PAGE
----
Nottingham man shares his story of having a stroke at 33 | Latest news

Nottingham man shares his story of having a stroke at 33

As part of Stroke Awareness Month throughout May Lance, from Calverton, is sharing his story of living life after a stroke.

A stroke happens when the blood supply to part of the brain is cut off, killing brain cells. Damage to the brain can affect the way your body works, and it can also change how you think and feel.

There are more than 100,000 strokes in the UK each year with around one in four strokes happening to people of working age.

Lance’s story:

Lance Leivers was looking forward to meeting his new baby as his wife, Lizi, went into labour with their first child.  However, at just 33, Lance suffered a major stroke whilst his baby boy was being born. 

Before the stroke, Lance was self-employed manufacturing and supplying concrete.  He loved snowboarding and skateboarding and had even built a full ramp in his garden. 

“I don’t remember feeling any different before the stroke happened,” explains Lance.  “I was in the labour ward with Lizi and she asked me to take off her glasses but I couldn’t remember how to take them off.  My speech became distorted, I was ‘speaking jibberish’ and I became very confused.  I felt weakness on my right side and I started to vomit within ten minutes of the symptoms.”

Lizi’s midwife immediately recognised the symptoms of a stroke and called for help and Lance was taken to City Hospital for tests. 

“I spent a day in hospital and had to return for further scans the following day.  I started to regain strength in my arms and I was able to walk with supervision.  However, my speech didn’t fully recover and I found it difficult to think of the right words to say.  I also found that I was using objects inappropriately and the day after my stroke, as I washed and got dressed, I attempted to put deodorant in my mouth until my dad stopped me.”

“Initially, I couldn’t pick up or hold a pen.  I was unable to write and my reading was slower.  I also had difficulty recognising letters, which made spelling very difficult and I had difficulty dialling numbers on my phone.

Lance is being supported by Nottinghamshire Healthcare’s Community Stroke Team who visit him 2 to 3 times a week at home.

“Lance couldn’t use his upper arm even though the power had returned” explains Occupational Therapist, Michelle.  “This was because of a condition common after stroke called ‘apraxia’, a cognitive difficulty which can cause a person to have difficulty performing a motor task, such as shaving or writing, on command.  We worked with Lance to improve the function in his arm and to re-learn how to use it in daily tasks, improving his thinking skills and support with returning to work.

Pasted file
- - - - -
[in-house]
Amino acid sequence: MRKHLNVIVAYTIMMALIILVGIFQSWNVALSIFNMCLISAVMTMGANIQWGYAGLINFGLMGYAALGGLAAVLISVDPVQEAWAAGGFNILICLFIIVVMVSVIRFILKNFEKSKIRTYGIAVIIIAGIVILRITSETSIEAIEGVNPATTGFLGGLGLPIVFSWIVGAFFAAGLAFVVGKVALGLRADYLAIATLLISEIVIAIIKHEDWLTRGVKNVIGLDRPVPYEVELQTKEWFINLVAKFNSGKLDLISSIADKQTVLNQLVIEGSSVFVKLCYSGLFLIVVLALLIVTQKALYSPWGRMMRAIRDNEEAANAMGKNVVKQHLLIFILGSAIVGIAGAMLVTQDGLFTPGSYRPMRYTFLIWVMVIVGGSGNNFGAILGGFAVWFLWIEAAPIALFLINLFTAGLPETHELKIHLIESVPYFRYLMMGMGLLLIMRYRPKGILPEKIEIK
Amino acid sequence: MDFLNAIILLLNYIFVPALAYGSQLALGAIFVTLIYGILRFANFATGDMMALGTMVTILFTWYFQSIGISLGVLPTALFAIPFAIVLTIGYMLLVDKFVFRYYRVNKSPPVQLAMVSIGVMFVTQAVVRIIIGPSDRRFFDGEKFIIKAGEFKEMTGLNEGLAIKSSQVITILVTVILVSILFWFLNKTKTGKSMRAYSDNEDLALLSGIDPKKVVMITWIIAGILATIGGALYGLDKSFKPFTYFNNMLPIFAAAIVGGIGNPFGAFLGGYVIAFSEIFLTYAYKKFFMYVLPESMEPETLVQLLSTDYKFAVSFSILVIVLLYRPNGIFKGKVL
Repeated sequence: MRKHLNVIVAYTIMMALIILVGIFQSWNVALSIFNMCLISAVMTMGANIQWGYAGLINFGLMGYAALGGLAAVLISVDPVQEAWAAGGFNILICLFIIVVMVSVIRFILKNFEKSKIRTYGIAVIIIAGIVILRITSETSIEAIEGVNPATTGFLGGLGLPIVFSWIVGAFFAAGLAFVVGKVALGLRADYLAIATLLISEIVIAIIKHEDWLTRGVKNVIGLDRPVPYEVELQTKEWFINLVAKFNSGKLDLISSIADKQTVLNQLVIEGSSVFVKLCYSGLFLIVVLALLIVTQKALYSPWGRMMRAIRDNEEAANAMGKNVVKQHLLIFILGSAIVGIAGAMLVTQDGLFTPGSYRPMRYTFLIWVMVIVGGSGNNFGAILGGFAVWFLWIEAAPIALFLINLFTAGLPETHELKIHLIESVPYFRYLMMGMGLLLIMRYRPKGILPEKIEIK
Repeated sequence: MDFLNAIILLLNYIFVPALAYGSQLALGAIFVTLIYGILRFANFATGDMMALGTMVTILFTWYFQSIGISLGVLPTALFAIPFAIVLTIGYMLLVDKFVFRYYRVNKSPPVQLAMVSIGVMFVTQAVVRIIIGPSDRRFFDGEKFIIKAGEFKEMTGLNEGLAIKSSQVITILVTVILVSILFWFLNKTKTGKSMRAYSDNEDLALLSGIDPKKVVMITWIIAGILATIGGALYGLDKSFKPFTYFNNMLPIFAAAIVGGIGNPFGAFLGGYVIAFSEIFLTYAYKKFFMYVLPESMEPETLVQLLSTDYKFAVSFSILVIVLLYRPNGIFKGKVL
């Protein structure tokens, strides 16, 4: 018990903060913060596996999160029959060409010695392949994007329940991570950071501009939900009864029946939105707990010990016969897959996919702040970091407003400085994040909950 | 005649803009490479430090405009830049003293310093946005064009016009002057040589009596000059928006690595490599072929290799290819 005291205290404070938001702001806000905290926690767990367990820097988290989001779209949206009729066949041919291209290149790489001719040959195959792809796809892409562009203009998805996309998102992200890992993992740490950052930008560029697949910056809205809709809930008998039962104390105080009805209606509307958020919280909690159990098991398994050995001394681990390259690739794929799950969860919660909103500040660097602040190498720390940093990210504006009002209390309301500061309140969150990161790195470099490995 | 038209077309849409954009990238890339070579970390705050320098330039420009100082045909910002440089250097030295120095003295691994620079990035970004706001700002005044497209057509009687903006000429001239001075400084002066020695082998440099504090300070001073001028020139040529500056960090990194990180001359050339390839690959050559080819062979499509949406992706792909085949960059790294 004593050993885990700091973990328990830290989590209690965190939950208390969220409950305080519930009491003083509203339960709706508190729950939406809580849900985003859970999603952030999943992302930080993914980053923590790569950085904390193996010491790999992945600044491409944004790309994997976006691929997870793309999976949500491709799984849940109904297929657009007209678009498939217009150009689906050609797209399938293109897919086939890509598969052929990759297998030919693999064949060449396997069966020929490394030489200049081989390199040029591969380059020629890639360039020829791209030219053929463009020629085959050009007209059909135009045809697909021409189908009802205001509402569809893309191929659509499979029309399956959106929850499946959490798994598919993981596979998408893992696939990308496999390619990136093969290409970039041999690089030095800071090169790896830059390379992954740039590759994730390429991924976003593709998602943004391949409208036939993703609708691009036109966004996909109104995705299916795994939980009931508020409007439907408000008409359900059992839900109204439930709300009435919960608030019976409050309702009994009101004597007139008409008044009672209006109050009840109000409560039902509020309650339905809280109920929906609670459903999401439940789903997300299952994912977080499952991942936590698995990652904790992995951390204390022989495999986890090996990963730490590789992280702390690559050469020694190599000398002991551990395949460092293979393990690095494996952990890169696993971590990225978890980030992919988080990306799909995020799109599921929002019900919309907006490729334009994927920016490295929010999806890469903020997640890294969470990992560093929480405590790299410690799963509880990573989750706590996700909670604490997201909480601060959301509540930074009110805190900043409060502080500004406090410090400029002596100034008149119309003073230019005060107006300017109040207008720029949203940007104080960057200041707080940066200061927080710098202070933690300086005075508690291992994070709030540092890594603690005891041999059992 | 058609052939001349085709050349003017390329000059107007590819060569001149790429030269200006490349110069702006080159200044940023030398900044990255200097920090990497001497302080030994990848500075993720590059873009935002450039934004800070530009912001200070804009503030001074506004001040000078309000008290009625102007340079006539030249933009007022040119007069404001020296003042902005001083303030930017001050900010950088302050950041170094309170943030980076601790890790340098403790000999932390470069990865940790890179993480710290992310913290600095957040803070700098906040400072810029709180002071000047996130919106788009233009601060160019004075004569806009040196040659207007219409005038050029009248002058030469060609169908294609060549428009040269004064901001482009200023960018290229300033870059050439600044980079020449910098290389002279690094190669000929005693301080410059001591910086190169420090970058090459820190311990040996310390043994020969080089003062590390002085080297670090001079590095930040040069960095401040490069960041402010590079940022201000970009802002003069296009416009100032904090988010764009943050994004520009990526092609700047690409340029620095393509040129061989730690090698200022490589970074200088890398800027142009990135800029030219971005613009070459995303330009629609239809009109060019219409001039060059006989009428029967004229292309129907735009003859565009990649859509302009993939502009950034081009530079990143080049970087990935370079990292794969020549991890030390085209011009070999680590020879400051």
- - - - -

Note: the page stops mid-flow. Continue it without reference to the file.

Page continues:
Louise with Lance working on his spelling

“Speech and Language Therapist, Louise, focused on the processing of information and improving Lance’s ability to spell again and write notes to dictation which is important for his work.”

“I still struggle with thinking quickly as I now need more time to process information than I did before the stroke,” says Lance.  “But, having the help of an occupational therapist and speech and language therapist has really helped with my recovery especially in the first few months.  Without the help of the Community Stroke Team, I wouldn’t be where I am today.”

His wife, Lizi, has also found the situation difficult to cope with.

“Lance’s recovery has amazed me but it’s been hard at times because of when the stroke occurred and having a new baby to look after.  However, I feel the Community Stroke Team has given him more confidence.  I sometimes forget that he’s had a stroke.”

Although there is an increased risk of having a further stroke Lance doesn’t try to invest too much time thinking about it.  His focus is on making a full recovery within a year’s time.

I’m now able to drive my car but cannot drive the lorry at work for year so I am relying on my colleagues for now,” says Lance.  “I’m back to skateboarding but I’ve found that I’m slower to react with less speed and I can’t do some of the moves I used to do.

“My next goal is to get back on the snowboard because I now have a son to train up in the coming years and I will be brushing up on my skills I learnt as a qualified instructor.  I also want to get back in the surf as soon as possible.

“Looking at it positively, we both see our baby as having saved my life because we were already at the hospital and the midwife recognised the signs immediately.”

We use cookies to personalise your user experience and to study how our website is being used. You consent to our cookies if you continue to use this website. You can at any time read our cookie policy.

Change cookie settings: